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Voter signatures sought to get initiatives on Nov. ballot PDF Print E-mail
Written by Marianne Goodland   

Coming to a grocery store or other public area nearby: an army of people seeking signatures on petitions for initiatives that could appear on the November ballot. The army isn’t just for one ballot measure. Petition holders could be seeking signatures for as many as 22 separate measures.

The race is now on to get voters to sign those petitions and to get interested in the issues, which range from realigning the state House of Representatives, to cut off severance tax revenue to communities that ban fracking, to overturn the 2013 law that limited large-capacity ammunition magazines to 15 rounds, and to require labeling of genetically-modified food.

One issue one won’t see on the November ballot: a ban on tail-docking of dairy cattle. In 2013, the Colorado chapter of the Humane Society of the United States pushed for legislation that would ban the practice, despite evidence that it is already rarely used in Colorado.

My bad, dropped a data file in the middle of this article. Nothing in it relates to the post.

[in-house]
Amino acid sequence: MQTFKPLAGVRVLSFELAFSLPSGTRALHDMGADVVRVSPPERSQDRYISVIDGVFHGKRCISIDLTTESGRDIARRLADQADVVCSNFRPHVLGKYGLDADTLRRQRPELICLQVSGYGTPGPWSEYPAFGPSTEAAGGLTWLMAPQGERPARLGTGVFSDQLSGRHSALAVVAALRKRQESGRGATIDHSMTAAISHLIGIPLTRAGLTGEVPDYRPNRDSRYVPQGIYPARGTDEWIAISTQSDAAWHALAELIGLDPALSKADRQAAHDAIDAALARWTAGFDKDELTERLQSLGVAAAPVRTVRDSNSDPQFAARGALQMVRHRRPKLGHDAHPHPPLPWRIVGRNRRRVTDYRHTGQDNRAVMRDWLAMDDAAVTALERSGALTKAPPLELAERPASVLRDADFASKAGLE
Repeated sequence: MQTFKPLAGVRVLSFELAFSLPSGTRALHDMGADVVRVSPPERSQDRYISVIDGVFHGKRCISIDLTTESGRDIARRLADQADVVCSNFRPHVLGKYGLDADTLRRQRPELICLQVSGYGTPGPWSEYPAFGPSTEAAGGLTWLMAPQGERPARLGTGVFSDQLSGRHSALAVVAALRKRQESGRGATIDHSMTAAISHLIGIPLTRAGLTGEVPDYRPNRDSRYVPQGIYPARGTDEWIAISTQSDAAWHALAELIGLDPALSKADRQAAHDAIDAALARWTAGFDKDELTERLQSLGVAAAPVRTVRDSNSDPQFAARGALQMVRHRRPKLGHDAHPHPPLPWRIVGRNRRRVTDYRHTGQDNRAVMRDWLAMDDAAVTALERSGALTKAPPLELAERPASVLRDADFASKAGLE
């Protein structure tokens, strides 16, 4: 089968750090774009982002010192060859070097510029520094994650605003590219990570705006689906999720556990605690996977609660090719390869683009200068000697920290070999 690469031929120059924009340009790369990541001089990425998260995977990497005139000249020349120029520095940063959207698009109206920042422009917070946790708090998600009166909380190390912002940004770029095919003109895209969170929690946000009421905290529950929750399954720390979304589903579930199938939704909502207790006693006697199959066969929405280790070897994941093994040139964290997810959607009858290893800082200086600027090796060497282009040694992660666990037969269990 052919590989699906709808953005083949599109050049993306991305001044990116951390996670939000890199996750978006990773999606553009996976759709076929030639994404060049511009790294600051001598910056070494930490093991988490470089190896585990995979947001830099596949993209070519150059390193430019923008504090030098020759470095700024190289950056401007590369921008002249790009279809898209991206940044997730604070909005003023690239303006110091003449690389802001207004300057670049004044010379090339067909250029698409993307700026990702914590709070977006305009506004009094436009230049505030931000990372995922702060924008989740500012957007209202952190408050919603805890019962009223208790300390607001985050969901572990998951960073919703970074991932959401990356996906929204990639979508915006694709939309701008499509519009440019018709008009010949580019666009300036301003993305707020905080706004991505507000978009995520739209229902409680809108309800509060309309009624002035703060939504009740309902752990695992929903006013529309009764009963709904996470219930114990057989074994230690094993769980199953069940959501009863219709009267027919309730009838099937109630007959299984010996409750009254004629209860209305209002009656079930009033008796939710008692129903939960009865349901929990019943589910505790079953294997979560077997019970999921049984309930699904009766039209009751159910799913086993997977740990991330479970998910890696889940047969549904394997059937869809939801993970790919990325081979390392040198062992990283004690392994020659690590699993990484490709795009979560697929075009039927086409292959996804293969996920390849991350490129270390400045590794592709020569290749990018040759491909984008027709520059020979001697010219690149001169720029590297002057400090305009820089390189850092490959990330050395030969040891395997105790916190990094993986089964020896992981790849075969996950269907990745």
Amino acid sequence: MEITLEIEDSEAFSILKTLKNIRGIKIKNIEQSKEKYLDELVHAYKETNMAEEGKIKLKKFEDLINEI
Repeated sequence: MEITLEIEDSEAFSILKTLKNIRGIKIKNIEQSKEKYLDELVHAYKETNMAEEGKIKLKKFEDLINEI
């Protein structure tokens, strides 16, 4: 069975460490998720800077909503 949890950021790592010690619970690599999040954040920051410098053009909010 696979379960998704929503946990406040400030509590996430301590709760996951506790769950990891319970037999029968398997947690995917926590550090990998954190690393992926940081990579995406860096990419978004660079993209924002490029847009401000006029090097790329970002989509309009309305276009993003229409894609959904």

The National Milk Producers Association has called for the practice to be phased out by 2020. Rep. Steve Lebsock (D-Thornton) said last year when his bill failed that HSUS would go to the voters if they could not reach a legislative solution.

HSUS, along with Mike Callicarte of Colorado Springs, introduced six ballot measures that would ban the practice or attempt to regulate other dairy production practices. The number of ballot measures reflected varying versions of the legal language, with half that would have placed the language in the constitution; the rest in statute.

That effort has now gone by the wayside, according to Callicarate and Jacquelyn Pyun of HSUS Colorado. “We didn’t get the title language we wanted,” Callicrate told this reporter recently.

The fight is far from over, according to Pyun. “We believe, and polling shows, that [tail docking] is inhumane. The dairy association knows it,” she said.

Pyun didn’t rule out another run at the ballot in 2016, but said for now, a legislative solution is preferable and that HSUS will seek Lebsock’s counsel on the issue. And she noted that any legislative action will depend on the makeup of the Colorado General Assembly after November’s election.

Rep. Jerry Sonnenberg (R-Sterling), who led the fight to defeat the 2013 legislation, promises another should HSUS try it again at the state capitol. “To run a ballot measure or even legislation that will affect one dairy in the state is ludicrous,” Sonnenberg said. The only dairy that publicly acknowledges tail-docking is Empire Farms of Morgan County.

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Holyoke Enterprise June 12, 2014